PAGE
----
$\begin{array}{l}{\epsilon }_{r}\left(z\right)=\frac{\partial u}{\partial r}+\phi \frac{\partial w}{\partial r}+\frac{1}{2}{\left(\frac{\partial w}{\partial r}\right)}^{2}-z\frac{{\partial }^{2}w}{\partial {r}^{2}}\\ {\epsilon }_{\theta }\left(z\right)=\frac{u}{r}-z\frac{1}{r}\frac{\partial w}{\partial r}\end{array}$ (9)

The physical equation of shallow conical shell considering temperature change can be calculated according to follow formula.

$\begin{array}{l}{\sigma }_{r}=\frac{E}{1-{v}^{2}}\left[\left({\epsilon }_{r}+v{\epsilon }_{\theta }\right)-\left(1+v\right)\alpha T\right]\\ {\sigma }_{\theta }=\frac{E}{1-{v}^{2}}\left[\left({\epsilon }_{\theta }+v{\epsilon }_{r}\right)-\left(1+v\right)\alpha T\right]\end{array}$ (10)

The $E,v,\alpha$ in the formula represents the elastic modulus, Poisson’s ratio and linear thermal expansion coefficient respectively, ${\sigma }_{r},{\sigma }_{\theta }$ are r, θ stress respectively.

In the axial symmetry condition, considering the coupling effect of Lorentz force, temperature stress and mechanical load, according to the classical theory of plates and shells, the control equation of shallow conical shell can be derived as follows:

$\begin{array}{l}{r}^{2}\frac{{\partial }^{2}u}{\partial {r}^{2}}+r\frac{\partial u}{\partial r}-u+\left(1-\nu \right)r\phi \frac{\partial w}{\partial r}+\frac{\left(1-\nu \right)}{2}r{\left(\frac{\partial w}{\partial r}\right)}^{2}+{r}^{2}\left(\phi +\frac{\partial w}{\partial r}\right)\frac{{\partial }^{2}w}{\partial {r}^{2}}=0\\ D\left(r\frac{{\partial }^{3}w}{\partial {r}^{3}}+\frac{{\partial }^{2}w}{\partial {r}^{2}}-\frac{1}{r}\frac{\partial w}{\partial r}\right)-r\left\{A\left[\frac{\partial u}{\partial r}+\phi \frac{\partial w}{\partial r}+\frac{1}{2}{\left(\frac{\partial w}{\partial r}\right)}^{2}+\nu \frac{u}{r}\right]-{N}^{T}\right\}\left(\phi +\frac{\partial w}{\partial r}\right)\\ -\frac{1}{2}\left({P}_{z}+{F}_{z}\right){r}^{2}=\rho h{\int }_{\text{}0}^{\text{}r}r\frac{{\partial }^{2}w}{\partial {t}^{2}}\text{d}r\end{array}$ (11)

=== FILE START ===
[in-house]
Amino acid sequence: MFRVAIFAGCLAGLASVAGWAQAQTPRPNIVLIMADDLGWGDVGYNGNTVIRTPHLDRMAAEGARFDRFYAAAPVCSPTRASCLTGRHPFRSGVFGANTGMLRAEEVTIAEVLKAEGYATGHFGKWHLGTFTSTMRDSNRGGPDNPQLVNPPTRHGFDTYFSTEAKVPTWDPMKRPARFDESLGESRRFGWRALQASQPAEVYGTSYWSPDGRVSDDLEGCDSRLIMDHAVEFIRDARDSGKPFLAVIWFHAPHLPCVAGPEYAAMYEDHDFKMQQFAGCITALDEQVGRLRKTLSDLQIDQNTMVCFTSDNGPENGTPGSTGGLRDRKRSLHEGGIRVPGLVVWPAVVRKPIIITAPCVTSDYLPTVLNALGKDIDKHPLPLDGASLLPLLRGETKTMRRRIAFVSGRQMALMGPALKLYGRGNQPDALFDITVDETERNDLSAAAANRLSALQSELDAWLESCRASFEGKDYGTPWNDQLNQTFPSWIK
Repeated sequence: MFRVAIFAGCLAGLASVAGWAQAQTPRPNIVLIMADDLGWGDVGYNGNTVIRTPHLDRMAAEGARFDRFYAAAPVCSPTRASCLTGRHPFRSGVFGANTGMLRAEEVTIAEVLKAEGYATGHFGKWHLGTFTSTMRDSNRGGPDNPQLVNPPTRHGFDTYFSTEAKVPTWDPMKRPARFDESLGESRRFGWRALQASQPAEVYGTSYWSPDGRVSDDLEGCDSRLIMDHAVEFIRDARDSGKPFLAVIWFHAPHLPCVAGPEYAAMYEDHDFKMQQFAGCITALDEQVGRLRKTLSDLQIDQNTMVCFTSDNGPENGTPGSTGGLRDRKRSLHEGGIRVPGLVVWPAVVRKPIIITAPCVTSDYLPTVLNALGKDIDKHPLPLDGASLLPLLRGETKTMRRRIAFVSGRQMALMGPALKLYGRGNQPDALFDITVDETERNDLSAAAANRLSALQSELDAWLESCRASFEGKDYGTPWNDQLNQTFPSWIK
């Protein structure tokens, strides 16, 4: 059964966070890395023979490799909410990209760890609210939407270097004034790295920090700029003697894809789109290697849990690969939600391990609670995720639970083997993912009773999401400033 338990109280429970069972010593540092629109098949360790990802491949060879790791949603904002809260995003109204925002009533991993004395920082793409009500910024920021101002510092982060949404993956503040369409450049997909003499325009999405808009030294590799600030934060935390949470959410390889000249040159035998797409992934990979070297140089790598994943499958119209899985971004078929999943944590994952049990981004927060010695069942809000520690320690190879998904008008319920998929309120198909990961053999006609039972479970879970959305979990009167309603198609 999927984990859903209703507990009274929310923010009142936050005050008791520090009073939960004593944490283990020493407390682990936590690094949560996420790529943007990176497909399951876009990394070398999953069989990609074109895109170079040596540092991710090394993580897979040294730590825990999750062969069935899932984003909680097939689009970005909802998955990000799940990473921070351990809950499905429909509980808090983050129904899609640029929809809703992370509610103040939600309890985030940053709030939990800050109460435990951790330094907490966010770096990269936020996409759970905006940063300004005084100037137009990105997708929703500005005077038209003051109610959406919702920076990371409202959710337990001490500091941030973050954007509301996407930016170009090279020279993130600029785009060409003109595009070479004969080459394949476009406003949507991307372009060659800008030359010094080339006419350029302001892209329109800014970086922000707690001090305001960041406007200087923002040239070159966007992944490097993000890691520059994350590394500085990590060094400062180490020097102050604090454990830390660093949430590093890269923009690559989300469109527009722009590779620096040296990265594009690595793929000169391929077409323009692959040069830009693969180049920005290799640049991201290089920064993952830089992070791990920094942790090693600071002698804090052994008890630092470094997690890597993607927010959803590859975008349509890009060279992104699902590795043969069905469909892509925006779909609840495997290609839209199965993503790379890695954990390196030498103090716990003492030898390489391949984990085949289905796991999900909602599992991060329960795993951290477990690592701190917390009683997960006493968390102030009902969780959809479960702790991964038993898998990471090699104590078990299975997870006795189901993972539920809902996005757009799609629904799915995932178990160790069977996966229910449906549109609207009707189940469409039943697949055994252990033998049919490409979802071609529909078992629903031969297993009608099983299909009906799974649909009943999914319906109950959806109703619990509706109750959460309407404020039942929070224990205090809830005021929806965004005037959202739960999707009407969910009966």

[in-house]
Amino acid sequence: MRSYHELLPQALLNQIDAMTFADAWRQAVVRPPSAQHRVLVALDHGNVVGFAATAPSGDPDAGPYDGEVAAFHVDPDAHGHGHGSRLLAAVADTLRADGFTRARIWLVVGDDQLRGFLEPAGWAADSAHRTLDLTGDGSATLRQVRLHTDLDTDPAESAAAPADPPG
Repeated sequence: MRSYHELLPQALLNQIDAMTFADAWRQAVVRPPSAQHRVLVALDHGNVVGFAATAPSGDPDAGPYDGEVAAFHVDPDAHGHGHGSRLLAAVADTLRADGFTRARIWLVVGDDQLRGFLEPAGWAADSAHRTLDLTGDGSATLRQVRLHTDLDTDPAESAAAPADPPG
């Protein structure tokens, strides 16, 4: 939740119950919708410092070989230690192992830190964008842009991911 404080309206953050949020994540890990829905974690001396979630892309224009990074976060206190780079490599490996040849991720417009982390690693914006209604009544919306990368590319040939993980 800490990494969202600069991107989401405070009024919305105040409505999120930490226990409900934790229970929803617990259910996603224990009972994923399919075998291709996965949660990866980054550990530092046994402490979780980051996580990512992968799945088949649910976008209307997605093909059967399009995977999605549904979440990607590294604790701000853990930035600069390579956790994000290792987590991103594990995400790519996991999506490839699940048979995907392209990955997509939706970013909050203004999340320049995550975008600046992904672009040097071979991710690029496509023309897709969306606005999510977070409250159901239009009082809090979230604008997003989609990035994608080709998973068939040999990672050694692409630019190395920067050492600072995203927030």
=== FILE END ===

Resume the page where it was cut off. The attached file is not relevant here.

where A and D are extension rigidity and bending rigidity of shallow conical shell respectively. ${F}_{z}$ and ${N}^{T}$ are the resultant forces of Lorentz force in the transverse direction and the film force produced by thermal stress respectively.

${F}_{z}={\int }_{-h/2}^{h/2}{f}_{z}\text{d}z,\text{}{N}^{T}=\frac{E\alpha }{1-v}{\int }_{-h/2}^{h/2}T\left(z\right)\text{d}z$ (12)

2.4. Non-Dimensionalization

To facilitate the calculation, the following dimensionless parameters are introduced

$\begin{array}{l}\stackrel{¯}{r}=\frac{r}{a},\text{\hspace{0.17em}}{\stackrel{¯}{H}}_{r}=\frac{{H}_{r}}{{H}_{0}},\text{\hspace{0.17em}}\tau =\frac{4{\phi }^{2}t}{\mu \sigma {h}^{2}},\text{\hspace{0.17em}}\text{}\stackrel{¯}{u}=\frac{4a}{{h}^{2}}u,\text{\hspace{0.17em}}\stackrel{¯}{w}=\frac{2w}{h},\text{\hspace{0.17em}}\text{\hspace{0.17em}}k=\frac{2a}{h}\phi ,\text{}\stackrel{¯}{z}=\frac{2z}{h},\\ {\stackrel{¯}{J}}_{\theta }=\frac{h{J}_{\theta }}{2{H}_{0}},\text{\hspace{0.17em}}\stackrel{¯}{Q}=\frac{{h}^{2}\sigma Q}{4{H}_{0}{}^{2}{\phi }^{2}},\text{\hspace{0.17em}}\stackrel{¯}{T}=\frac{c\rho T}{\mu {H}_{0}{}^{2}},\text{\hspace{0.17em}}\stackrel{¯}{h}=h\Lambda /2,\text{\hspace{0.17em}}\left({\stackrel{¯}{F}}_{z},{\stackrel{¯}{P}}_{z}\right)=\frac{{a}^{4}}{D{h}^{2}}\left({F}_{z},{P}_{z}\right),\\ {\stackrel{¯}{P}}_{z}=\frac{8{a}^{4}}{A{h}^{3}}{P}_{z},\text{\hspace{0.17em}}{\stackrel{¯}{N}}^{T}=\frac{{a}^{2}}{D}{N}^{T},\text{\hspace{0.17em}}{\stackrel{¯}{f}}_{z}=\frac{h}{2\mu {H}_{0}^{2}}{f}_{z},\text{\hspace{0.17em}}\left({\stackrel{¯}{\sigma }}_{r},{\stackrel{¯}{\sigma }}_{\theta }\right)=\frac{4{a}^{2}\left(1-{v}^{2}\right)}{{h}^{2}E}\left({\sigma }_{r},{\sigma }_{\theta }\right),\\ {\varsigma }_{1}=k\sigma \mu ,\text{\hspace{0.17em}}\text{\hspace{0.17em}}{\varsigma }_{2}=\frac{A{h}^{2}}{4D},\text{\hspace{0.17em}}{\varsigma }_{3}=\frac{32\rho {a}^{4}{\phi }^{4}}{D{\sigma }^{4}{\mu }^{2}h}\end{array}$ (13)

The non-dimensional forms of Equation (2), (3), (5) and (11) are given as follows

$\frac{\partial {\stackrel{¯}{H}}_{r}}{\partial \tau }=\frac{{\partial }^{2}{\stackrel{¯}{H}}_{r}}{\partial {\stackrel{¯}{z}}^{2}}$ (14)

$\stackrel{¯}{Q}={\stackrel{¯}{J}}_{\theta }^{2}$ (15)

$\frac{\partial \stackrel{¯}{T}}{\partial \tau }={\varsigma }_{1}\frac{{\partial }^{2}\stackrel{¯}{T}}{\partial {\stackrel{¯}{z}}^{2}}+\stackrel{¯}{Q}$ (16)

${\stackrel{¯}{r}}^{2}\frac{{\partial }^{2}\stackrel{¯}{u}}{\partial {\stackrel{¯}{r}}^{2}}+\stackrel{¯}{r}\frac{\partial \stackrel{¯}{u}}{\partial \stackrel{¯}{r}}-\stackrel{¯}{u}+\left(1-\nu \right)k\stackrel{¯}{r}\frac{\partial \stackrel{¯}{w}}{\partial \stackrel{¯}{r}}+\frac{1}{2}\left(1-\nu \right)\stackrel{¯}{r}{\left(\frac{\partial \stackrel{¯}{w}}{\partial \stackrel{¯}{r}}\right)}^{2}+{\stackrel{¯}{r}}^{2}\left(k+\frac{\partial \stackrel{¯}{w}}{\partial \stackrel{¯}{r}}\right)\frac{{\partial }^{2}\stackrel{¯}{w}}{\partial {\stackrel{¯}{r}}^{2}}=0$ (17a)